“She drinks pints of coffee and writes little observations and ideas for stories with her best fountain pen on the linen-white pages of expensive notebooks. Sometimes, when it’s going badly, she wonders if what she believes to be a love of the written word is really just a fetish for stationery.”
Often times I can sit and write a story of 18,000 words in one day. It is a deep writing hole I often refer to as ‘The Rabbit Hole’. I go down the rabbit hole and nothing can break me from this story in my mind as it takes shape. But after the story is told and it is time to edit I notice something not quite right. What does my main character look like? He or she is so caught up in the story and able to note things around them, they forget to notice themselves.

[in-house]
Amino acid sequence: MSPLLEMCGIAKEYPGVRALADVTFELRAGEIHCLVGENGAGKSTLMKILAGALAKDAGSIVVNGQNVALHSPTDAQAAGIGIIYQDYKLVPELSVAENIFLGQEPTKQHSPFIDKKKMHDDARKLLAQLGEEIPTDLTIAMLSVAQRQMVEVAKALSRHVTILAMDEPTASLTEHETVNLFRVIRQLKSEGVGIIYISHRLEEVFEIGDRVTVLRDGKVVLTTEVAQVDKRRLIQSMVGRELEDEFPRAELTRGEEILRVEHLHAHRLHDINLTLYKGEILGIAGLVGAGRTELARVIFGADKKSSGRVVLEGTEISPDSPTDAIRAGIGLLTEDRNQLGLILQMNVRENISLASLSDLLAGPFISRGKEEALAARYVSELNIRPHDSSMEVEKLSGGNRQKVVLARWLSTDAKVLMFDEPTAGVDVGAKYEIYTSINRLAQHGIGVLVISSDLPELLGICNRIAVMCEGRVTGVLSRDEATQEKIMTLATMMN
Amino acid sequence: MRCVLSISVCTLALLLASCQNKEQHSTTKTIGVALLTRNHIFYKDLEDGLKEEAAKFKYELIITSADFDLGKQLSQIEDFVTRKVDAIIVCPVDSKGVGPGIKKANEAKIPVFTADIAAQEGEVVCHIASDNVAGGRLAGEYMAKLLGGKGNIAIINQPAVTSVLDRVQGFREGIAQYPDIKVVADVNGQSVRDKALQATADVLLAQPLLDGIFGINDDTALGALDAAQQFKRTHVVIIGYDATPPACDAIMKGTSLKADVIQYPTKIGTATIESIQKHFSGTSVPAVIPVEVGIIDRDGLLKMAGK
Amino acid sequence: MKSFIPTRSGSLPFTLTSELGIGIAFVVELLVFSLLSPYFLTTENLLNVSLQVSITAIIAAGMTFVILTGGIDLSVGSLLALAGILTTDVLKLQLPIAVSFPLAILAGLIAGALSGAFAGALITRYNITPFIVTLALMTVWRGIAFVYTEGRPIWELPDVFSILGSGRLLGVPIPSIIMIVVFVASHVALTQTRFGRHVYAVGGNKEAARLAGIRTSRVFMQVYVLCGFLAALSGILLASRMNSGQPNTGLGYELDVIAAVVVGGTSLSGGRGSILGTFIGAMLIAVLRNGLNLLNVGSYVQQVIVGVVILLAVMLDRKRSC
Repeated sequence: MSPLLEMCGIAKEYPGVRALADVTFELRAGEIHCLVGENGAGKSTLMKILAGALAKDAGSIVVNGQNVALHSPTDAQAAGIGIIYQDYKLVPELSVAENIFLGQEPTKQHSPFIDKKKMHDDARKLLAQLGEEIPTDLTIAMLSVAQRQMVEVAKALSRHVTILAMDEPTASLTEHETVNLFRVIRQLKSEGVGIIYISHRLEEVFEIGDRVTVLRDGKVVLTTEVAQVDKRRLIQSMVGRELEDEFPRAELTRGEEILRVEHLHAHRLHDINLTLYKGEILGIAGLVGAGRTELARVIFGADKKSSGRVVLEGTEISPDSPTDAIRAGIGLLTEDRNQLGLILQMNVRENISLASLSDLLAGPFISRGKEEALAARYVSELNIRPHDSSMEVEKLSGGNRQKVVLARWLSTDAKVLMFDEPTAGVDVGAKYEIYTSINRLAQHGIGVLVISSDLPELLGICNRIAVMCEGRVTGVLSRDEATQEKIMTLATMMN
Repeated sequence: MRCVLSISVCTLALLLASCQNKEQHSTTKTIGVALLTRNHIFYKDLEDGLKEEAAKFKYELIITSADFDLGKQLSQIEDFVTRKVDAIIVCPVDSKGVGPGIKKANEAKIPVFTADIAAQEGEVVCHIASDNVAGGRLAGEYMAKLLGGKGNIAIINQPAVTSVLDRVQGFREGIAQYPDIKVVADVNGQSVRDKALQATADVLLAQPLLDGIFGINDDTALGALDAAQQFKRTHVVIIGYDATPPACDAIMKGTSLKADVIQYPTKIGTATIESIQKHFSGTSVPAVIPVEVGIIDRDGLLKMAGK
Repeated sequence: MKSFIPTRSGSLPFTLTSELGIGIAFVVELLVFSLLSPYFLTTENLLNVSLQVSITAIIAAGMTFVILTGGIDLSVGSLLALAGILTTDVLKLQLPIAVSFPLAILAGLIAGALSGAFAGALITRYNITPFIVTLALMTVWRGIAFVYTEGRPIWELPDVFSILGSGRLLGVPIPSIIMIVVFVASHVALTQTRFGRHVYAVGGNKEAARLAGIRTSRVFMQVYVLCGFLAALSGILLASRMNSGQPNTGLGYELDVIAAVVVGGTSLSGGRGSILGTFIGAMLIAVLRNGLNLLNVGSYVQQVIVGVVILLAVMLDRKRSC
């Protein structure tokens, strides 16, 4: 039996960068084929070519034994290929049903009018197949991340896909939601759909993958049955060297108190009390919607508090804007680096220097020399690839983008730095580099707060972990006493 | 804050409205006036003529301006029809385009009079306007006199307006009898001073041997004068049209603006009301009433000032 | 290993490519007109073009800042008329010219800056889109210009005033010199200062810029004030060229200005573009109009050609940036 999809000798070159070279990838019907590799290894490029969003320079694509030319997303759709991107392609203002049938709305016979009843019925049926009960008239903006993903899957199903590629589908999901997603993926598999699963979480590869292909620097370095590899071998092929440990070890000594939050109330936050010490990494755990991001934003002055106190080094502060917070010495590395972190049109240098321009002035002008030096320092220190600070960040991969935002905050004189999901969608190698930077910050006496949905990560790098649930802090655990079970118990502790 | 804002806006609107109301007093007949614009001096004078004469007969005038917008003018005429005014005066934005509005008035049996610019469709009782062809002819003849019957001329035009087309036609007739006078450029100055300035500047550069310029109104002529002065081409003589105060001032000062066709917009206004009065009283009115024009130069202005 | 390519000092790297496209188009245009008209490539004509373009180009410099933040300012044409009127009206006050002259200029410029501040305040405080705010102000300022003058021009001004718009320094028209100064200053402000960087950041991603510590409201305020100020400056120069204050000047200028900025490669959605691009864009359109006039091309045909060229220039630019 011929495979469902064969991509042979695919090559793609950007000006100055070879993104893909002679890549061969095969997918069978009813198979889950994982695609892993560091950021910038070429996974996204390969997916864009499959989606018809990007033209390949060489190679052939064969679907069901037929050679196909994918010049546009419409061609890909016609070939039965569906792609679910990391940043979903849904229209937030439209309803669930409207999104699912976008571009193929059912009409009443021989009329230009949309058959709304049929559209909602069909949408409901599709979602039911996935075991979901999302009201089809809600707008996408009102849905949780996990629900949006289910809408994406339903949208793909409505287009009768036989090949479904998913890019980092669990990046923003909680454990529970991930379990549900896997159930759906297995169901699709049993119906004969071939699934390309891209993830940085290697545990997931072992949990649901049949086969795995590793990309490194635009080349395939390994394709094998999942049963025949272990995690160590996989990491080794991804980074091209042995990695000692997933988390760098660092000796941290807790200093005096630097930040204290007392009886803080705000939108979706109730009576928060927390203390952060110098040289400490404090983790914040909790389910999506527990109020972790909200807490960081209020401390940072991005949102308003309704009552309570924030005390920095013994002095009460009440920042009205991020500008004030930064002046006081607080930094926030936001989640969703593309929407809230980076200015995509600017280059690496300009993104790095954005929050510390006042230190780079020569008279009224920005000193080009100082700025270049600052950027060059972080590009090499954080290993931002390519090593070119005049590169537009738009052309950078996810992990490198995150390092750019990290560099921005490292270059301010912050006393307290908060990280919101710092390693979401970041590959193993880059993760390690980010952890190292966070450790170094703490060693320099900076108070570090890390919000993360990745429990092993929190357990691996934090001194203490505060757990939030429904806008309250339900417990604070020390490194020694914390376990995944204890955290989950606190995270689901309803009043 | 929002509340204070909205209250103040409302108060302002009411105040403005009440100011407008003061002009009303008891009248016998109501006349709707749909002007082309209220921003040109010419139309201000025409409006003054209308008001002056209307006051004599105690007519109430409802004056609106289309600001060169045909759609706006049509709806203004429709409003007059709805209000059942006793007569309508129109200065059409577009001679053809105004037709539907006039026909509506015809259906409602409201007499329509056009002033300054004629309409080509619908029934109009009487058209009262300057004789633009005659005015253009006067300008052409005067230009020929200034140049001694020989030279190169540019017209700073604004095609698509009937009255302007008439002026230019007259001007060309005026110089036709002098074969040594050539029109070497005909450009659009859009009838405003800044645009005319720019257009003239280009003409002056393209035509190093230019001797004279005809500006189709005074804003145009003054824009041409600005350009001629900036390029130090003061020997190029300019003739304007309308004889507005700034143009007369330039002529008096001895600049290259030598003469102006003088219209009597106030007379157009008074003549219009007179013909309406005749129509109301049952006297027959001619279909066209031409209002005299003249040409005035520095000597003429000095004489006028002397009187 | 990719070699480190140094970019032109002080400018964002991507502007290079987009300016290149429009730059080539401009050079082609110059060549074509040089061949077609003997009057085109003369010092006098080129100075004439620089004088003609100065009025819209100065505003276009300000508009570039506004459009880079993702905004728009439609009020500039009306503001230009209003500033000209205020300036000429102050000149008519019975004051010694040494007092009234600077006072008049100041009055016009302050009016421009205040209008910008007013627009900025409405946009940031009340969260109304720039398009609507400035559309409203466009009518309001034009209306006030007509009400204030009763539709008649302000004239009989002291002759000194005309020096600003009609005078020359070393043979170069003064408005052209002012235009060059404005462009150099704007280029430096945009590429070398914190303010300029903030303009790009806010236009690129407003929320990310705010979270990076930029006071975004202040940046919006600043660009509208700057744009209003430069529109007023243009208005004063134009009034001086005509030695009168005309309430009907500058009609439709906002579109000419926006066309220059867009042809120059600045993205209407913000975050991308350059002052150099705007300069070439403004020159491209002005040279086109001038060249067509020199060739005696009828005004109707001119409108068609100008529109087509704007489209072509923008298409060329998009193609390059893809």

This has become a complex and overwhelming issue in my novels. Character description kills the flow of my story. How do I throw in an eye color, or freckles, or even the joy of a good figure without killing the suspense surrounding them?
Sometimes a mirror will help in those moments when I have time to introduce the story. But often times it begins with a chase, an event, or an escape. Why then would I pause during the escape to bring to light hair color or build? I try to sneak in hints here and there and I stop to consider that it was off topic and unnecessary for the story in that moment. I’ve tried waiting until character views change to describe the primary character. That sometimes works, but more and more I am wishing to stick to single character story telling.
It looks like I might have to go back to the coffee shop for some good character work. It will be fun to make up little lives again while I learn to better describe that perfect hero or villain. Please feel free to leave any pointers. After all, half the fun of writing is getting through these times where I struggle to make sense of the world inside.